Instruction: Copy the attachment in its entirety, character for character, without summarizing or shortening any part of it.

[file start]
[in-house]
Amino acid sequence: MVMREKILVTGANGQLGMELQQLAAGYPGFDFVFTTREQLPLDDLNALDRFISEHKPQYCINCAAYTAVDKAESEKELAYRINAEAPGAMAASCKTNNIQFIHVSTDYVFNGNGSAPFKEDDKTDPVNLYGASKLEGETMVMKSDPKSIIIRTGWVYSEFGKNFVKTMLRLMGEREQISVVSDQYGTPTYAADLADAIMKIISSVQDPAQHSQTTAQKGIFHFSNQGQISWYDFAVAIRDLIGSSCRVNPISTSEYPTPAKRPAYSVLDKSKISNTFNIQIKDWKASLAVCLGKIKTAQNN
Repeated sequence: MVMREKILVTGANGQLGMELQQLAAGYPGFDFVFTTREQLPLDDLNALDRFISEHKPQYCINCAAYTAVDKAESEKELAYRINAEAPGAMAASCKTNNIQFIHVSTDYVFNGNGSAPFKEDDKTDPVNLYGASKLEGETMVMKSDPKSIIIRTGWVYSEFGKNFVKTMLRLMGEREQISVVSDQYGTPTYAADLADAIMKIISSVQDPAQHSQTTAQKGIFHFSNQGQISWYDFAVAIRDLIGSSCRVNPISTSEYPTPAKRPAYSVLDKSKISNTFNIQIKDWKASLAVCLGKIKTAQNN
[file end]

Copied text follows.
[in-house]
Amino acid sequence: MVMREKILVTGANGQLGMELQQLAAGYPGFDFVFTTREQLPLDDLNALDRFISEHKPQYCINCAAYTAVDKAESEKELAYRINAEAPGAMAASCKTNNIQFIHVSTDYVFNGNGSAPFKEDDKTDPVNLYGASKLEGETMVMKSDPKSIIIRTGWVYSEFGKNFVKTMLRLMGEREQISVVSDQYGTPTYAADLADAIMKIISSVQDPAQHSQTTAQKGIFHFSNQGQISWYDFAVAIRDLIGSSCRVNPISTSEYPTPAKRPAYSVLDKSKISNTFNIQIKDWKASLAVCLGKIKTAQNN
Repeated sequence: MVMREKILVTGANGQLGMELQQLAAGYPGFDFVFTTREQLPLDDLNALDRFISEHKPQYCINCAAYTAVDKAESEKELAYRINAEAPGAMAASCKTNNIQFIHVSTDYVFNGNGSAPFKEDDKTDPVNLYGASKLEGETMVMKSDPKSIIIRTGWVYSEFGKNFVKTMLRLMGEREQISVVSDQYGTPTYAADLADAIMKIISSVQDPAQHSQTTAQKGIFHFSNQGQISWYDFAVAIRDLIGSSCRVNPISTSEYPTPAKRPAYSVLDKSKISNTFNIQIKDWKASLAVCLGKIKTAQNN